watercolor and ink. For oil painting I enjoy the work of John Singer Sargent, for not only his color palette, but

the enormous body of work he created. The detail of his portraits in the jewelery and clothing, achieved with

just a brush stroke are an amazement to me.

What is your favorite surface to paint on Describe it if you make it yourself. For small detailed still

life paintings I use gessoboard, I like the smooth surface. Other oil paintings are completed on canvas. For

watercolor I use Arches 140lb cold press paper, or Sennelier 140lb cold press.

What brand of paints do you use The majority of paints on my palette are handmade from Blue Ridge in

Asheville, North Carolina. I like Gamblin’s Titanium White, and all of the other colors I use are from Winsor &


Do you have a favorite color palette For oil paints I use white, cadmium yellow, cadmium yellow medium,

permanent rose, cadmium red light, napthol red, pyrol ruby red, ultramarine blue, colbalt blue, cerulean

blue, thalo blue, thalo green. This is my main palette of colors, but I will add a new color if I feel like experimenting.

I do not use burnt umber, except on the very rare occasion I need a burnt umber back ground. I

never mix it with any of colors on my palette. This is true in both oil and watercolor. My watercolor palette, is

lemon yellow, aurolean, cadmium scarlett, permanent rose, windsor red, cobalt blue, ultramarine blue, cerulean

blue, paynes grey, thalo green, these are all Winsor Newton colors.

What is your favorite color in your closet Turquoise

What subject appears the most in your paintings and whyFlowers, for the sheer beauty of their color,

intricate detail and grace. Hyacinths are definitely one of my favorites. When the sunlight warms the petals,

also creating deep shadows, I will paint until I have captured every nuance. When I am painting, their fragrance

fills the room.


How often do you paint How many hours a week Everyday, sometimes eight hour days if I am working

on a detailed painting. I keep a sketchbook nearby, if I think of an idea for a painting or I need to do some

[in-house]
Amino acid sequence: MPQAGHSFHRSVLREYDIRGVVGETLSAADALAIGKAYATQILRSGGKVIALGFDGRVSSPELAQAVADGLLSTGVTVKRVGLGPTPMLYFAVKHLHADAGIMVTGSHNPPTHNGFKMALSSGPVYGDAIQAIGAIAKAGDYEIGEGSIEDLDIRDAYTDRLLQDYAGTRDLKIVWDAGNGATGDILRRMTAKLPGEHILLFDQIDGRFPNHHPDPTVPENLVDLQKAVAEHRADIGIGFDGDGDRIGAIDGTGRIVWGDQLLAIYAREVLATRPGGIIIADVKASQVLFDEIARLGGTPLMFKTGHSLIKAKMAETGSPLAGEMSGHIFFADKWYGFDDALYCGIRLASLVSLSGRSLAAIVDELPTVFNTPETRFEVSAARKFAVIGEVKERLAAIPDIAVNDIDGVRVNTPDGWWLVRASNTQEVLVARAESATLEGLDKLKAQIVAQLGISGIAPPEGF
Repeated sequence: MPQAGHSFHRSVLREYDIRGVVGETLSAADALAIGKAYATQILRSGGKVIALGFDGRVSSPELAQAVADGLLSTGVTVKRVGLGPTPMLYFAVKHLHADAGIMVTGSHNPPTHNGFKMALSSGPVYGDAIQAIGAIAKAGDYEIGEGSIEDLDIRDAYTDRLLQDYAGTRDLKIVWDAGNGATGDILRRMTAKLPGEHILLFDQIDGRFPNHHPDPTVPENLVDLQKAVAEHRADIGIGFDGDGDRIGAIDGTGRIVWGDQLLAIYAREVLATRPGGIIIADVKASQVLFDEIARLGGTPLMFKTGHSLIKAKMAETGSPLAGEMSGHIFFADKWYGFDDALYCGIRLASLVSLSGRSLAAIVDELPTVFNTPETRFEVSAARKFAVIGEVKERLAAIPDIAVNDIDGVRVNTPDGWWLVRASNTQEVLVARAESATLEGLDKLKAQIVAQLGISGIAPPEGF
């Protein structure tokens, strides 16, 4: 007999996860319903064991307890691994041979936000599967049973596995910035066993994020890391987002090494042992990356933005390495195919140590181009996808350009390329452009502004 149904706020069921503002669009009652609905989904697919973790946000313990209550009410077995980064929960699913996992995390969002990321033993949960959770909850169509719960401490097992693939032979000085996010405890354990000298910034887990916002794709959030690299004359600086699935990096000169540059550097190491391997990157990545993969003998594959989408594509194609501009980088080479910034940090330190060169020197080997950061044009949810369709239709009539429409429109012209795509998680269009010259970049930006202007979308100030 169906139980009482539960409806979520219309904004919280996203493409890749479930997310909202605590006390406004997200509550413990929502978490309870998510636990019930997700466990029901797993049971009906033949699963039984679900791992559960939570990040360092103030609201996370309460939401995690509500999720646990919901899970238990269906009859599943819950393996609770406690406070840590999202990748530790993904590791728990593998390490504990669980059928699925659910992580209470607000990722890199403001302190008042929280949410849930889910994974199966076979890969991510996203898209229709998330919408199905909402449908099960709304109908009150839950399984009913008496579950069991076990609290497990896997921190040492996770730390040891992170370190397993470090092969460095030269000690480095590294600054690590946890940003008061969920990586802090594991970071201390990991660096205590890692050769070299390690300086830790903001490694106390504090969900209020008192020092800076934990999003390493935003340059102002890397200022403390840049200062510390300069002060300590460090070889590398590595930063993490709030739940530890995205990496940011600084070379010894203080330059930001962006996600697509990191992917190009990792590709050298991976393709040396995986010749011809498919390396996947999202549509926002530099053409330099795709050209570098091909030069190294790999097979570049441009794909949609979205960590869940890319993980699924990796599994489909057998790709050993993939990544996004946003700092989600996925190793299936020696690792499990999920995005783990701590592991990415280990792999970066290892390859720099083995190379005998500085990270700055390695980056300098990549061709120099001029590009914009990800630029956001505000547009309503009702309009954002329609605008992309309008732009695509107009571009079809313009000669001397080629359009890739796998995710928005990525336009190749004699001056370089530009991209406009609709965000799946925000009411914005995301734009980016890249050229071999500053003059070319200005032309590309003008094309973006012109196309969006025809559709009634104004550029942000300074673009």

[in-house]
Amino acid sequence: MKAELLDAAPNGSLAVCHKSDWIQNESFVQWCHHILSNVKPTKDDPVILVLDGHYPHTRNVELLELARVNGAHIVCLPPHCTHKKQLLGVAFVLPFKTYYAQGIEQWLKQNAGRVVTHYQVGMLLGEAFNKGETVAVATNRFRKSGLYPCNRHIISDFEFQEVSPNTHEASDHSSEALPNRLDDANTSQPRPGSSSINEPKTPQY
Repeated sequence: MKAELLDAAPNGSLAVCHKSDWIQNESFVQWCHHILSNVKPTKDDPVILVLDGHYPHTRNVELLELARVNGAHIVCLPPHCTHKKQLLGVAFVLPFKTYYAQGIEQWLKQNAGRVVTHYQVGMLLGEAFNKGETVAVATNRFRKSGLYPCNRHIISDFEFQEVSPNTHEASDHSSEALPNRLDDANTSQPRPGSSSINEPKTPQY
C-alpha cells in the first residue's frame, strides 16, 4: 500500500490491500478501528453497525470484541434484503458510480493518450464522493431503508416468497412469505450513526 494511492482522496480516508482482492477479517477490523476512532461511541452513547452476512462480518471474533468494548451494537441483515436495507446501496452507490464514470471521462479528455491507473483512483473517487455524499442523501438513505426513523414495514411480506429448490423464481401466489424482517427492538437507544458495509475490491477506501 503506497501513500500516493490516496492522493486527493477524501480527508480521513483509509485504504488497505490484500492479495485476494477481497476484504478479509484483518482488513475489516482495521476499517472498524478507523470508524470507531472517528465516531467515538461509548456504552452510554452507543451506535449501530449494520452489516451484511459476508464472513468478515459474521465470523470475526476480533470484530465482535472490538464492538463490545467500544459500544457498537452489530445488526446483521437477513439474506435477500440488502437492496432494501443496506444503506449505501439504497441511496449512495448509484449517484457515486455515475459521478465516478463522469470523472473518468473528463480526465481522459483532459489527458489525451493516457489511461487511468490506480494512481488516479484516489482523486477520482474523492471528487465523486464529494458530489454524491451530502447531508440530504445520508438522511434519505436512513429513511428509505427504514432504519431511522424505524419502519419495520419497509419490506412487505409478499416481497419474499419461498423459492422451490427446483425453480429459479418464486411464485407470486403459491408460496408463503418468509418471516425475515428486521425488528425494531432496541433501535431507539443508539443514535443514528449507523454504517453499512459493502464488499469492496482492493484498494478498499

thumbnails I will drop everything and sketch it.

How would you like to be remembered As a good colorist.


Best of Show Autumn Colors

Judy Crowe

Juried Show Fall 2012

When you think of Fall colors, what names of paint color come to your head first

Oranges, reds and all warm colors, the color of fall!

Do you most often paint from photographs, a mental picture, or real life

I paint from life in the studio or outdoors probably 85 % of the time, then I use my memory and photos.

What do you do when you have a creative block

Work anyway…or do something having to do with my art to stimulate my motivation such as send out

emails, work on framing, varnishing, etc. I also look at good art produced by master painters and just think

about what I want to say with my art perhaps by visiting an outstanding gallery or by visiting a museum


What painting of yours has the most meaning to you and why

My painting “ Old Sweet Story “ because it represents my faith journey.

What is the most challenging part of your creative process from blank canvas to finished piece

The hardest part of a painting for me is finishing a piece and knowing when to stop. I feel that the end of

the painting process is the time when it becomes yours, with your own signature on it…meaning your own

finishing touches. Those are the things no one can teach except time and many failed paintings, experience.

Sometimes I need to let a painting set up for days or weeks to really know whether I feel it is finished.

I turn it against the wall so that I can’t see it and then look later with a fresh eye.

What is on your easel right now

Nothing…! I have been away. I have been to Tucson for the National AWA show and am looking forward to

getting back to the studio.

About Judy Crowe

My work is mostly about everyday life. I find a lot of inspiration and joy in painting the beauty of everyday

things, places and people. My goal is to create something of lasting value with confidence and honesty.

I began painting over 20 years ago and have been fortunate to study with many gifted and giving professional


Professional memberships include American Women Artists Association, Outdoor Painter’s Society, American

Artist’s Professional League, American Impressionist’s Society, Oil Painters of America, and Alla Prima

International. I have exhibited nationally in various juried competitions and shows.

My work has been featured in several fine art publications such as International Artist, American Art Collector,

Southwest Art, Galleries and Artists of the South. You can read these articles and view my work online



Juried Show Fall 2012

Jason Tako First Place

Juried Show Fall 2012

When you think of Fall colors, what names of paint color come to your head first

I generally use a limited palette of Cadmium Lemon, Cadmium Red, Ultramarine Blue and Titanium White.

Given this limitation (pun intended) I don’t generally think of a particular pigment name, just the fact that I’m

going to use a lot more Cad. Lemon and Cad. Red than normal.

Do you most often paint from photographs, a mental picture, or real life

For my wildlife, I have to use photos since animals don’t pose. However, for my landscapes, I almost always

work from smaller field studies that I have painted on location, as well as photos. The field studies are

extremely important. They give me the accurate values and colors that a camera can’t capture. Also, since